Recruiting Column: Claremont-Mudd-Scripps volleyball coach Kurt Vlasich talks recruiting

Photo: CMS Athletics

Recruiting Column: Claremont-Mudd-Scripps volleyball coach Kurt Vlasich talks recruiting

Recruiting Column

Recruiting Column: Claremont-Mudd-Scripps volleyball coach Kurt Vlasich talks recruiting


USA TODAY High School Sports has a weekly column on the recruiting process. This isn’t about where just the top five-star athletes are headed but rather a guide to the process and the pitfalls for student-athletes nationwide from This week’s article is written by Ross Hawley, the president of the company. is an industry leader in college recruiting.  Their technology-based recruiting service identifies the right colleges for potential recruits to pursue and provides a recruiting system that is second to none for student-athletes of all talent levels and ages.

Kurt Vlasich took over as the head volleyball coach for Claremont-Mudd-Scripps in 2011. In his 7 seasons at CMS, he has an overall record of 169-49. Coach Vlasich’s Athenas have won the last three SCIAC Championships (2015, 2016 and 2017). And most recently, his CMS Volleyball team captured the 2017 NCAA Division III National Championship.

I asked Coach Vlasich what high school recruits should know about the NCAA Division III level, and more specifically, his Claremont-Mudd-Scripps volleyball program. His response, “There’s no reason why a kid should have to compromise on either academics or competitiveness. You should be able to compete for a National Championship every year and walk away with a degree that will set you up for the rest of your life. That’s what you’re going to do here.” At CMS, it’s safe to say Coach Vlasich has turned the D in D III from Division, to Destination.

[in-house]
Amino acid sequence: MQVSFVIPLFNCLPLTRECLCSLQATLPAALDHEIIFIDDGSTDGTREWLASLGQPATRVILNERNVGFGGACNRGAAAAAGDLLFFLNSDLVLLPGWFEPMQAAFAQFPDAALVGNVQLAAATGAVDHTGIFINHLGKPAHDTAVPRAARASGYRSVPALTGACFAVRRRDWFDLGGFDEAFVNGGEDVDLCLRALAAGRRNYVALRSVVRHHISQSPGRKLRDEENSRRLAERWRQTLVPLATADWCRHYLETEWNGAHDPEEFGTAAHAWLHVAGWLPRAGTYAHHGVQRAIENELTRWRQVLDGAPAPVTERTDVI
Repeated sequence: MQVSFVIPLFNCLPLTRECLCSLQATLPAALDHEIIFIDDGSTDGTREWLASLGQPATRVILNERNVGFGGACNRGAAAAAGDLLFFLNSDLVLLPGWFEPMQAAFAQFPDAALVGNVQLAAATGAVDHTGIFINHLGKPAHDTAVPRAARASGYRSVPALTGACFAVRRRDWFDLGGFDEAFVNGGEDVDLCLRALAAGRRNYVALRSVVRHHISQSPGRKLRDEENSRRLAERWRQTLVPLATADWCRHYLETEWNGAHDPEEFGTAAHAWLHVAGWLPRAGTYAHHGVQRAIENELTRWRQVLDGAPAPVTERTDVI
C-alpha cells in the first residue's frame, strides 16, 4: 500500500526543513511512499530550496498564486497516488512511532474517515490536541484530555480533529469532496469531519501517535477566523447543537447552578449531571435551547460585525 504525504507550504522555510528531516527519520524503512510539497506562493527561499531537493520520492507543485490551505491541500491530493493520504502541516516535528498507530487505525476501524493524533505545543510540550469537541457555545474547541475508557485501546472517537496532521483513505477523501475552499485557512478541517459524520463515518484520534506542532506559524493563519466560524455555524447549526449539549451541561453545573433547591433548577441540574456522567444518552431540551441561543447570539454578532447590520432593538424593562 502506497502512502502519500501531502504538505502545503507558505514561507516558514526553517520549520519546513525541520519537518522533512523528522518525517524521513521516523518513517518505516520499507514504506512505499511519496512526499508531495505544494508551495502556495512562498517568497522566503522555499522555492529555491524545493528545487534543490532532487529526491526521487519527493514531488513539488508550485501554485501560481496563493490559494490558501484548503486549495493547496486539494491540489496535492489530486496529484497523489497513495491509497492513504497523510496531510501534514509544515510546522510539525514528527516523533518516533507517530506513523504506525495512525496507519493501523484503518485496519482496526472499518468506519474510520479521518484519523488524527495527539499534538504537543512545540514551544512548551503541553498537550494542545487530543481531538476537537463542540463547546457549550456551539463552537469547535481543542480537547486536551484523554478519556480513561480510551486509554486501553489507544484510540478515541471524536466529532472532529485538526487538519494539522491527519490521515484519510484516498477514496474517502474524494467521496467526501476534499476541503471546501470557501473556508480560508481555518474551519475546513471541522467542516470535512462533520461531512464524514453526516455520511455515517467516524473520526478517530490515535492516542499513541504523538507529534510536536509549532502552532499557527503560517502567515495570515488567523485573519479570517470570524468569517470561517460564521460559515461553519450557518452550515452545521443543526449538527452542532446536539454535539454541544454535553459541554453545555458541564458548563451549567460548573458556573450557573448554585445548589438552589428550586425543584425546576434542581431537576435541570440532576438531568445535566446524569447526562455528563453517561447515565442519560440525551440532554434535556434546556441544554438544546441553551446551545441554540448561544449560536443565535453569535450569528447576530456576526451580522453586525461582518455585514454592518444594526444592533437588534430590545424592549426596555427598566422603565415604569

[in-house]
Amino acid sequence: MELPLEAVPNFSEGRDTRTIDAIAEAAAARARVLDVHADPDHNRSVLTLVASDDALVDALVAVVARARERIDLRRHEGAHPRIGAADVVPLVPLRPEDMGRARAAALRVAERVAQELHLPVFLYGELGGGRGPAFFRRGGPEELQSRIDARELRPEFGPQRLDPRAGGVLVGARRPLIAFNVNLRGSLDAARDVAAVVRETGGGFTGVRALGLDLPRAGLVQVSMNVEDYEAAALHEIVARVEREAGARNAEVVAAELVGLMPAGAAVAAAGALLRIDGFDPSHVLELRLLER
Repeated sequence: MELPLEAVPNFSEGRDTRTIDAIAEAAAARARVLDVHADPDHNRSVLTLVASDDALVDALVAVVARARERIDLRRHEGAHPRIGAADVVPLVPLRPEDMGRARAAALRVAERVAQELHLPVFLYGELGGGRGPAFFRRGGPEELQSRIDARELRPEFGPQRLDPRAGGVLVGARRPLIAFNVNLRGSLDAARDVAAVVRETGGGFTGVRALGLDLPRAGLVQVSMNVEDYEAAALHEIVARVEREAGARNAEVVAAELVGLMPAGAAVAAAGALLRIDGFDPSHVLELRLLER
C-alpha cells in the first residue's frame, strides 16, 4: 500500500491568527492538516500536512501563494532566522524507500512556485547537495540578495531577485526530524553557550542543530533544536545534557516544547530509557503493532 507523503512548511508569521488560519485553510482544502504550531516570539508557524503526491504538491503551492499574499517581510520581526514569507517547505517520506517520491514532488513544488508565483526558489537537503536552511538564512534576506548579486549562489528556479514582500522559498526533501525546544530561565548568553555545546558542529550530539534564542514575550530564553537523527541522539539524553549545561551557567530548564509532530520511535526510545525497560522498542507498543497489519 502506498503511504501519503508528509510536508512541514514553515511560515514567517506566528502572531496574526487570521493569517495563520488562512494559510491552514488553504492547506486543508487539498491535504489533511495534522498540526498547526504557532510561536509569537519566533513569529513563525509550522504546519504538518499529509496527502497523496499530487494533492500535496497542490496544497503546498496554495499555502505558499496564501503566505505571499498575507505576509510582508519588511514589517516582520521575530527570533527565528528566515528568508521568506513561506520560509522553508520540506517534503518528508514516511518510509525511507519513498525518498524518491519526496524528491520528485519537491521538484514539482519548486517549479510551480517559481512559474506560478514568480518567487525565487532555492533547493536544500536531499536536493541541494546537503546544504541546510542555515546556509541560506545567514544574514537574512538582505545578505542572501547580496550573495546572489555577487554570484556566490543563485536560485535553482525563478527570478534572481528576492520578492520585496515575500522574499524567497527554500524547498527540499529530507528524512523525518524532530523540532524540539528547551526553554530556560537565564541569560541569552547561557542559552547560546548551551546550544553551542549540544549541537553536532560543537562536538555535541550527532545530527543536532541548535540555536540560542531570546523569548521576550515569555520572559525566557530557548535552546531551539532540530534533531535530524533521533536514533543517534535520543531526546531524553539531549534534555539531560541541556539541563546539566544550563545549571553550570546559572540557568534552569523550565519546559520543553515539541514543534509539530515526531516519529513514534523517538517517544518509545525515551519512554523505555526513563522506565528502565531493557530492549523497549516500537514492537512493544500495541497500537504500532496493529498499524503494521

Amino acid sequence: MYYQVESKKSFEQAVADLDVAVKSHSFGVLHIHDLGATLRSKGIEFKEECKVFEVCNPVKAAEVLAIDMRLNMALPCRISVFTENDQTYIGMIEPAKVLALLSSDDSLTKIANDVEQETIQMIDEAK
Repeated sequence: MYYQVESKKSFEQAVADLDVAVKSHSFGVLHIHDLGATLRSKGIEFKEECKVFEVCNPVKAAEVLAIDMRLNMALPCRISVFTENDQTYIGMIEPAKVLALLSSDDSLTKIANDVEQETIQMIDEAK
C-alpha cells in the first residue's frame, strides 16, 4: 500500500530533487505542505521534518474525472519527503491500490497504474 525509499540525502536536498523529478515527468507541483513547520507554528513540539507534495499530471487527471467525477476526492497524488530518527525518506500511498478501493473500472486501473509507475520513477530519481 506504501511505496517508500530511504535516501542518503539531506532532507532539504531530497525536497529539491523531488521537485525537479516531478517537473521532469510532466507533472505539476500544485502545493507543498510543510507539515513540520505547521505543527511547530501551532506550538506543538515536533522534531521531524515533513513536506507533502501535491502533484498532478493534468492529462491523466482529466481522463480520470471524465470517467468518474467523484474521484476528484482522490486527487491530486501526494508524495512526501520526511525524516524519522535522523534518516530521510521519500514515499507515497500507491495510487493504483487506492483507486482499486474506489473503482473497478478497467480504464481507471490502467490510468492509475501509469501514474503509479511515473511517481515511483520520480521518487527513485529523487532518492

This week, I was able to sit down and talk college recruiting with Coach Vlasich. From what he’s looking for in a highlight video, to his biggest recruiting pet-peeve, here is what he had to say.

Q: What advice do you have for the high school athlete not receiving much attention from college coaches?

A: The best advice I can give to a student-athlete, of any kind, is that recruiting is a two-way street. We’re out there looking for players, trying to fill the needs of our roster and our institution. And as good of a job as we do finding the talent, there’s always going to be the kid out there that we don’t know we’re looking for. Maybe there’s something we’ve missed or something that player could bring to our program that could put us over the top. As much as we try to find the players, the players should try to find us, too.

This year was a great example of that for us. We had a walk-on player, who was just a normal student in my P.E. class, that sent me an email asking if she could come try out for us. We invited her out and she makes the team. And, when you boil it down, this young lady ended up the leader in a locker room on a National Championship team. I think the value in this story is that you might be the player we don’t know we need. Just because we aren’t recruiting you, doesn’t mean you don’t belong here. It’s a two-way street!

Q: How can a recruit let you know she’s interested in your program?

A: Be yourself! It’s so easy to tell if you’re really interested in our program. I can tell if you’re leaving a voicemail and your parents are in the background coaching you on what to say. I can tell the email that dad sent with your name on it. Listen, I like the personal touch. I want to know that you’re human. I want to know that you aren’t perfect. It’s okay to have a typo, here and there! It means a lot to me that you have a genuine interest in our program. So, when you contact us, be yourself. Do a little bit of research on us and make sure you’re using my last name, not the coach down the street’s last name. Get the details right, because that’s what makes it personal.